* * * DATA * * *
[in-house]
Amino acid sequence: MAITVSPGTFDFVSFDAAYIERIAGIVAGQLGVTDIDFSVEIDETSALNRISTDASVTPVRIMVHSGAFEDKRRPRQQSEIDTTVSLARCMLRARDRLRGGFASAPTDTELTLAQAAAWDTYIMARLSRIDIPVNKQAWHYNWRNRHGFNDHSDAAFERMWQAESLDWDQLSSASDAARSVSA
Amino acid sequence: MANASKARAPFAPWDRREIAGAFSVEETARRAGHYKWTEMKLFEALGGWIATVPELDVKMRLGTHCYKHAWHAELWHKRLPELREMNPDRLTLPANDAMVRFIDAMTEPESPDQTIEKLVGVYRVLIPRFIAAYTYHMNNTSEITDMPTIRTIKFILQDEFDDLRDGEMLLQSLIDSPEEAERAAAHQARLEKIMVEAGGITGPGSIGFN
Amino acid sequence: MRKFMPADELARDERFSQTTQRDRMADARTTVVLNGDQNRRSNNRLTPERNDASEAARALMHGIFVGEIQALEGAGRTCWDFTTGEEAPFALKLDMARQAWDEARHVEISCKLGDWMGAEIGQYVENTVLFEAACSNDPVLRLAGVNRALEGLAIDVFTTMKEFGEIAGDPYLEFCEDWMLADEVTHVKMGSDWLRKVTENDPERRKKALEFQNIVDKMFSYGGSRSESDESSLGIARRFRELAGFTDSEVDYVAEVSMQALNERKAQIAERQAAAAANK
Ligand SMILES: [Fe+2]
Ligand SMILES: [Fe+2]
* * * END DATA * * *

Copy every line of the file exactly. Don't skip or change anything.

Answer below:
[in-house]
Amino acid sequence: MAITVSPGTFDFVSFDAAYIERIAGIVAGQLGVTDIDFSVEIDETSALNRISTDASVTPVRIMVHSGAFEDKRRPRQQSEIDTTVSLARCMLRARDRLRGGFASAPTDTELTLAQAAAWDTYIMARLSRIDIPVNKQAWHYNWRNRHGFNDHSDAAFERMWQAESLDWDQLSSASDAARSVSA
Amino acid sequence: MANASKARAPFAPWDRREIAGAFSVEETARRAGHYKWTEMKLFEALGGWIATVPELDVKMRLGTHCYKHAWHAELWHKRLPELREMNPDRLTLPANDAMVRFIDAMTEPESPDQTIEKLVGVYRVLIPRFIAAYTYHMNNTSEITDMPTIRTIKFILQDEFDDLRDGEMLLQSLIDSPEEAERAAAHQARLEKIMVEAGGITGPGSIGFN
Amino acid sequence: MRKFMPADELARDERFSQTTQRDRMADARTTVVLNGDQNRRSNNRLTPERNDASEAARALMHGIFVGEIQALEGAGRTCWDFTTGEEAPFALKLDMARQAWDEARHVEISCKLGDWMGAEIGQYVENTVLFEAACSNDPVLRLAGVNRALEGLAIDVFTTMKEFGEIAGDPYLEFCEDWMLADEVTHVKMGSDWLRKVTENDPERRKKALEFQNIVDKMFSYGGSRSESDESSLGIARRFRELAGFTDSEVDYVAEVSMQALNERKAQIAERQAAAAANK
Ligand SMILES: [Fe+2]
Ligand SMILES: [Fe+2]